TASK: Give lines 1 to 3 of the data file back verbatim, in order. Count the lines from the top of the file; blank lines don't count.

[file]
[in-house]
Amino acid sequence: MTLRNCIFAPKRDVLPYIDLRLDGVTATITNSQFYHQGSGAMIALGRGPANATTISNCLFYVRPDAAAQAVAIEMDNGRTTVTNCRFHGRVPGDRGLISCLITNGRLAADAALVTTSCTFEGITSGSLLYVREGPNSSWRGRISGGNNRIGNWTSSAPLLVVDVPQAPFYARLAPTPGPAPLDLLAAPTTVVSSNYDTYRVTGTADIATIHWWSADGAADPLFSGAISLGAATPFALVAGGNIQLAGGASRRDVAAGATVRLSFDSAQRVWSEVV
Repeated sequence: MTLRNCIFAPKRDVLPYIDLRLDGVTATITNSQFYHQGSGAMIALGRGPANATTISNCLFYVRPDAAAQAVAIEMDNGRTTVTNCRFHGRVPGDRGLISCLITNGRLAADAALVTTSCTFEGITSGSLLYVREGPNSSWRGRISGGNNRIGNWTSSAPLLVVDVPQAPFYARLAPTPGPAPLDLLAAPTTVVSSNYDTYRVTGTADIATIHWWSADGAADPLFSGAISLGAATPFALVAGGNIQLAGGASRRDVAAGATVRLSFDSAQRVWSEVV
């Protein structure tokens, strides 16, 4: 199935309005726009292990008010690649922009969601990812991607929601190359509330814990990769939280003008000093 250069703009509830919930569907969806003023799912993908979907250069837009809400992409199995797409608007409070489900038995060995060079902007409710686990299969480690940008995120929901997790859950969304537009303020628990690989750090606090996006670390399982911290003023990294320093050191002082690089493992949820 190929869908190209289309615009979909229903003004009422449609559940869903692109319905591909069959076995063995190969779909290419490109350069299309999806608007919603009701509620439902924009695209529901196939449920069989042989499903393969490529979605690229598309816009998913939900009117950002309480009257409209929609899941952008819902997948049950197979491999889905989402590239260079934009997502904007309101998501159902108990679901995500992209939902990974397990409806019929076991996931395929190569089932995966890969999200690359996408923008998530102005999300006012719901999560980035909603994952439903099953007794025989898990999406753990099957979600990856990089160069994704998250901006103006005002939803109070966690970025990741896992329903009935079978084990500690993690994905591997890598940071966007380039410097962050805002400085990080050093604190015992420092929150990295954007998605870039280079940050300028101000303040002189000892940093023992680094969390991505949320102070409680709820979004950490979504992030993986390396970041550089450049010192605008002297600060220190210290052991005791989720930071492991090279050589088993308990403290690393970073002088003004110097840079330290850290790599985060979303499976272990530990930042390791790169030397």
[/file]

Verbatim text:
[in-house]
Amino acid sequence: MTLRNCIFAPKRDVLPYIDLRLDGVTATITNSQFYHQGSGAMIALGRGPANATTISNCLFYVRPDAAAQAVAIEMDNGRTTVTNCRFHGRVPGDRGLISCLITNGRLAADAALVTTSCTFEGITSGSLLYVREGPNSSWRGRISGGNNRIGNWTSSAPLLVVDVPQAPFYARLAPTPGPAPLDLLAAPTTVVSSNYDTYRVTGTADIATIHWWSADGAADPLFSGAISLGAATPFALVAGGNIQLAGGASRRDVAAGATVRLSFDSAQRVWSEVV
Repeated sequence: MTLRNCIFAPKRDVLPYIDLRLDGVTATITNSQFYHQGSGAMIALGRGPANATTISNCLFYVRPDAAAQAVAIEMDNGRTTVTNCRFHGRVPGDRGLISCLITNGRLAADAALVTTSCTFEGITSGSLLYVREGPNSSWRGRISGGNNRIGNWTSSAPLLVVDVPQAPFYARLAPTPGPAPLDLLAAPTTVVSSNYDTYRVTGTADIATIHWWSADGAADPLFSGAISLGAATPFALVAGGNIQLAGGASRRDVAAGATVRLSFDSAQRVWSEVV